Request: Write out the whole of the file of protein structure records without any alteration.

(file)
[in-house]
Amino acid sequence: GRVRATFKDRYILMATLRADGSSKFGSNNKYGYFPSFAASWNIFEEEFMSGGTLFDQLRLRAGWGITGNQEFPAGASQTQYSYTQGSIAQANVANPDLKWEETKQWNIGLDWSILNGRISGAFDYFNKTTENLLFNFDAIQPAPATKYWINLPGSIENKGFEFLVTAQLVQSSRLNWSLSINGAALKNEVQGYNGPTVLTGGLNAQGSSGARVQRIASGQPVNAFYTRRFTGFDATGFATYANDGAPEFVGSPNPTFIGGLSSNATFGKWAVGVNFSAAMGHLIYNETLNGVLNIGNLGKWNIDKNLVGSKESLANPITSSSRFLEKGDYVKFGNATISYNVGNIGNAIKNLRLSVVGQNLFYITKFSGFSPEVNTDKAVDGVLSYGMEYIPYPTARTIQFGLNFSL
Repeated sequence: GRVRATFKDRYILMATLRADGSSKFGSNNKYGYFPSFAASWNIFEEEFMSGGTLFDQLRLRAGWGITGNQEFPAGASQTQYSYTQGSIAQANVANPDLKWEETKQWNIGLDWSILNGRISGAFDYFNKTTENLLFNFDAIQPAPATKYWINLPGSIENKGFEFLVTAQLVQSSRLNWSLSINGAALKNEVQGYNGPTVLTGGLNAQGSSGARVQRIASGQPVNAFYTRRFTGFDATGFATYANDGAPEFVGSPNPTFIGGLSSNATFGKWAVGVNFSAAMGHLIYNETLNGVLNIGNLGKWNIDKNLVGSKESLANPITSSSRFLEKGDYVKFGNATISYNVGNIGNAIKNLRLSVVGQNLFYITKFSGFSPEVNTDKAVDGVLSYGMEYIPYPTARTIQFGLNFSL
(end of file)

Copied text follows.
[in-house]
Amino acid sequence: GRVRATFKDRYILMATLRADGSSKFGSNNKYGYFPSFAASWNIFEEEFMSGGTLFDQLRLRAGWGITGNQEFPAGASQTQYSYTQGSIAQANVANPDLKWEETKQWNIGLDWSILNGRISGAFDYFNKTTENLLFNFDAIQPAPATKYWINLPGSIENKGFEFLVTAQLVQSSRLNWSLSINGAALKNEVQGYNGPTVLTGGLNAQGSSGARVQRIASGQPVNAFYTRRFTGFDATGFATYANDGAPEFVGSPNPTFIGGLSSNATFGKWAVGVNFSAAMGHLIYNETLNGVLNIGNLGKWNIDKNLVGSKESLANPITSSSRFLEKGDYVKFGNATISYNVGNIGNAIKNLRLSVVGQNLFYITKFSGFSPEVNTDKAVDGVLSYGMEYIPYPTARTIQFGLNFSL
Repeated sequence: GRVRATFKDRYILMATLRADGSSKFGSNNKYGYFPSFAASWNIFEEEFMSGGTLFDQLRLRAGWGITGNQEFPAGASQTQYSYTQGSIAQANVANPDLKWEETKQWNIGLDWSILNGRISGAFDYFNKTTENLLFNFDAIQPAPATKYWINLPGSIENKGFEFLVTAQLVQSSRLNWSLSINGAALKNEVQGYNGPTVLTGGLNAQGSSGARVQRIASGQPVNAFYTRRFTGFDATGFATYANDGAPEFVGSPNPTFIGGLSSNATFGKWAVGVNFSAAMGHLIYNETLNGVLNIGNLGKWNIDKNLVGSKESLANPITSSSRFLEKGDYVKFGNATISYNVGNIGNAIKNLRLSVVGQNLFYITKFSGFSPEVNTDKAVDGVLSYGMEYIPYPTARTIQFGLNFSL